Ultimately, though, Laggies is undone by the sitcom contrivance of its scenario and some very on-the-nose dialogue, which keeps reminding viewers that, yes, this is a story about willful regression. And while Knightley is often quite funny in the role, she’s playing a blatant screenwriters’ invention—a character whose behavior most people would find disturbing or infuriating, not adorable, in real life. Shelton brings out the best in her cast, but it’s hard not to wish she was letting all of them make up their lines on the spot, a la her much funnier early films. Whatever they’d come up would have to be better than this, right?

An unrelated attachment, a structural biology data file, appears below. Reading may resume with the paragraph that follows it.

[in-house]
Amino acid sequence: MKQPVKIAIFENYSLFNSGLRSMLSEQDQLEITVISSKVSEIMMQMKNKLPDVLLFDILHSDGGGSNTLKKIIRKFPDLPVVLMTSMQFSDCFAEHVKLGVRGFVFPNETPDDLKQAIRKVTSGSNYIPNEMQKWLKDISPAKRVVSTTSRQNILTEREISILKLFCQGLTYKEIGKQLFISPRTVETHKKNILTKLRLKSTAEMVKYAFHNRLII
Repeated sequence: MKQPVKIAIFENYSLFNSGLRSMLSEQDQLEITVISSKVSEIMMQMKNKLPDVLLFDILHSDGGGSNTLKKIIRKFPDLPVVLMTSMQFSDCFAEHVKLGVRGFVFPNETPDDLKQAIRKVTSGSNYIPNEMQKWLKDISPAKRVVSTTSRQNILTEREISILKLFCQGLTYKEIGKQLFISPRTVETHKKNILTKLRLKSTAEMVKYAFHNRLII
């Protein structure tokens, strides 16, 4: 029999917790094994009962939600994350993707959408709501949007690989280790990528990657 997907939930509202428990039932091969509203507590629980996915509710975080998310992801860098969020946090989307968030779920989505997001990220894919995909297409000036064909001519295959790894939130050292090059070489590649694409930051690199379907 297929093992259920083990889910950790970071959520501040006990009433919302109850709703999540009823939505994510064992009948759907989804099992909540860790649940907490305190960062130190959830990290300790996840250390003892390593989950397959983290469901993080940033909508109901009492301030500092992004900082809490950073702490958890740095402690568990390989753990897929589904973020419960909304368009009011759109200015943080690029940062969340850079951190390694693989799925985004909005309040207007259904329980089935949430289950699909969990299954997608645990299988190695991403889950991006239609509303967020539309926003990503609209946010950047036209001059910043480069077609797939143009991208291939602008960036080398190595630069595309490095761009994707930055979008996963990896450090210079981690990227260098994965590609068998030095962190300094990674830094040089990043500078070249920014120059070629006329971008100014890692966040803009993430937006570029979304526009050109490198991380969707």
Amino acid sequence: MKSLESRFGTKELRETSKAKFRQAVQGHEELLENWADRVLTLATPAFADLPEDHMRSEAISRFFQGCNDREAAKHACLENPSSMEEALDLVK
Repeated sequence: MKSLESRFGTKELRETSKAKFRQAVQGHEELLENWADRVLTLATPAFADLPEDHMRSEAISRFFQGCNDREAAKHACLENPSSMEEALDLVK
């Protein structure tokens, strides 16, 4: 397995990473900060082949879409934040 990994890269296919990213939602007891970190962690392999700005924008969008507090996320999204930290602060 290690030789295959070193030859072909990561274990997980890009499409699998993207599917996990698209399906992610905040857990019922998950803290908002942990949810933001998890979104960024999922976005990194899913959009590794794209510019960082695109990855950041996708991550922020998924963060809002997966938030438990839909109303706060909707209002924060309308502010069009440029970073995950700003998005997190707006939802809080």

Like Shelton, Adam Wingard and Simon Barrett have returned to Sundance for a third straight year: Having contributed segments to V/H/S and its sequel—which played Park City at Midnight in 2012 and 2013, respectively—the director and writer are back with The Guest  (Grade: B+), about a young soldier who comes to Small Town, U.S.A., to pay his respects to the family of his deceased brother-in-arms. Almost immediately, it’s clear that there’s something not quite right about this hunky, accommodating visitor; as played by Dan Stevens, from Downton Abbey, he’s an eerily polite sociopath, blessed with the all-American looks of Chris Evans’ Captain America and the very short fuse of Ryan Gosling’s driver from Drive. The plotting isn’t exactly sophisticated—astute viewers will guess where the film is headed very quickly—but Barrett and Wingard again prove their adeptness at blending traditional thrills with wicked black humor. The Guest turns out to be an even better genre pastiche than You’re Next, combining elements of vintage John Carpenter (that throwback score!), early James Cameron, and enjoyable junk like the 1996 Mark Wahlberg thriller, Fear. Dumb fun is rarely this smartly made.